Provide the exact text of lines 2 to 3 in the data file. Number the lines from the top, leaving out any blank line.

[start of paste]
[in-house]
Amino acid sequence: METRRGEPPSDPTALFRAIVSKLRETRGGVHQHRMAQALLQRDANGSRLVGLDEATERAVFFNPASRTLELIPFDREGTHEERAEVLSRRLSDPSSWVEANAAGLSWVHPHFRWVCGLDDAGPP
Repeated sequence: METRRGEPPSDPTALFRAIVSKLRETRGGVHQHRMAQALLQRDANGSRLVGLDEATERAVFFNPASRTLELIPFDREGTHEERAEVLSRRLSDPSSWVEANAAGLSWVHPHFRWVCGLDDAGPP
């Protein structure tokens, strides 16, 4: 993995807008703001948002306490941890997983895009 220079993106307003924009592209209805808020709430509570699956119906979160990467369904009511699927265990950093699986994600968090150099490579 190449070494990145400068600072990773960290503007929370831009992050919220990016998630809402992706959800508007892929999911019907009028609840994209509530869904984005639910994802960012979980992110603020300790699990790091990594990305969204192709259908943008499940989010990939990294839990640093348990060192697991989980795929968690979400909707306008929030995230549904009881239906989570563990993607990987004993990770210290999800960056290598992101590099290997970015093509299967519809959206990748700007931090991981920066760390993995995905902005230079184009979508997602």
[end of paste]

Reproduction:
Amino acid sequence: METRRGEPPSDPTALFRAIVSKLRETRGGVHQHRMAQALLQRDANGSRLVGLDEATERAVFFNPASRTLELIPFDREGTHEERAEVLSRRLSDPSSWVEANAAGLSWVHPHFRWVCGLDDAGPP
Repeated sequence: METRRGEPPSDPTALFRAIVSKLRETRGGVHQHRMAQALLQRDANGSRLVGLDEATERAVFFNPASRTLELIPFDREGTHEERAEVLSRRLSDPSSWVEANAAGLSWVHPHFRWVCGLDDAGPP